Chevy paraphernalia collector vies for Guinness World Record

Chevy paraphernalia collector vies for Guinness World Record

Think 40 years of collecting items like Corvette miniature cars and you get a showcase of more than 2,000 items. Is it enough for the Guinness World Record? Charlie Mallon is hoping it is.
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Having helped run two estate sales in the last year, I dare say that I am fully aware of collectibles and just plain stuff that gets collected over time. So, when this news release by Chevy showed a guy with over 2,000 unique Chevy items, I just had to cover it.

The collector’s name is Charlie Mallon. He has been acquiring Chevrolet items for 40 years, from Chevrolet signs, racing flags, coffee table books, soda cans, hats, belts, shirts, playing cards, drinking glasses, posters, tractor trailers, a biplane to miniature cars – lots of miniature cars.

The 54-year-old auto dealership consultant hopes to soon add a Guinness World Records title to his collection.

To set the occasion, Mallon laid out 2,181 different Chevrolet items last Wednesday night at the Downingtown West High School in an attempt at what would be a newly created Guinness World Records category for “Largest Collection of Chevrolet Memorabilia.” Most of Mallon’s collection centers on the Chevrolet Corvette, a car he’s admired since he was a child.

“I appreciate all cars, but there’s something special about the Corvette,” Mallon said. “It’s the look. It’s the sound. It’s the mystique. Everything about the Corvette makes it the American sports car.”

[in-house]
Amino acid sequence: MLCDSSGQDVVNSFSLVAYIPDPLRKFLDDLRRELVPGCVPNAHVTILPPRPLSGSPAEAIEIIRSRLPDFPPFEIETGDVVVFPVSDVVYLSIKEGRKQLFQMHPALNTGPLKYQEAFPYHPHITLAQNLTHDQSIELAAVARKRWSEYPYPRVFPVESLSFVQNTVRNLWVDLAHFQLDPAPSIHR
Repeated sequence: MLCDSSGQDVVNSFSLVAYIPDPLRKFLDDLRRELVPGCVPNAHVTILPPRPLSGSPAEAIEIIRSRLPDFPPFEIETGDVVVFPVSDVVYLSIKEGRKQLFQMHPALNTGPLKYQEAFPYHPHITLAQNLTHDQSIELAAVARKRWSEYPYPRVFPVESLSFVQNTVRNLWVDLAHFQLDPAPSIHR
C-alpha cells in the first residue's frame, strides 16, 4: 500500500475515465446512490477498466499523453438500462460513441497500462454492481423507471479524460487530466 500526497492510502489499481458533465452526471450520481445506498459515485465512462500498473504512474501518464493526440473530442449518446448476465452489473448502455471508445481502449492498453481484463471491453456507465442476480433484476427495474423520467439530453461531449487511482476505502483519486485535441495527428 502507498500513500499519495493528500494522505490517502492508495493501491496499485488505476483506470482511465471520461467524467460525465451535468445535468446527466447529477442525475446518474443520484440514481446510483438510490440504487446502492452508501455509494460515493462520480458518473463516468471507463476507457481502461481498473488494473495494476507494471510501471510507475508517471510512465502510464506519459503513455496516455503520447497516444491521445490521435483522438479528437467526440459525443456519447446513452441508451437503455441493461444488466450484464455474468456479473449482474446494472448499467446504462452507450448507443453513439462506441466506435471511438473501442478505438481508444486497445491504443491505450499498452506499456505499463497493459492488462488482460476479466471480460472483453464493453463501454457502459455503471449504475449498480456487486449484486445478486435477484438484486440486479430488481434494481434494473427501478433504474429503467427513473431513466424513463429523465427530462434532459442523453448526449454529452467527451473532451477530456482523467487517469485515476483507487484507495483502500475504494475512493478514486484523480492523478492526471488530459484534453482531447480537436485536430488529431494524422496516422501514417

In addition to the thousands of miniature Corvette cars that he put on display at the local high school gymnasium, Mallon also owns a 2005 Corvette coupe and previously owned a 1965 Corvette Coupe. “Corvettes have always turned my head,” Mallon said.

He decided to go for a Guinness World Records title after realizing just how many items he had collected over the years. Whenever he went on a vacation or business trip, he would always make time to find another piece of Chevrolet memorabilia.

In order to qualify for a record, Mallon had several witnesses, including a certified public accountant, verify the number of items in his collection and will submit a formal application to the Guinness World Records organization for review.

He wanted to set a world record partly out of curiosity about whether he did have the largest collection and partly to “validate my insanity to my wife,” he said. He might not know for weeks whether he has the record, and he admits someone else could try to break it. Either way, he wanted to make an attempt at setting the first Guinness World Records title in this category.

“I guess it’s just a personal challenge,” Mallon said. “It always blows people away when they walk into my basement and see all the items. I’ve been collecting so long that I wondered if I had the most.”

TorqueNews wished the best to Mr. Mallon.


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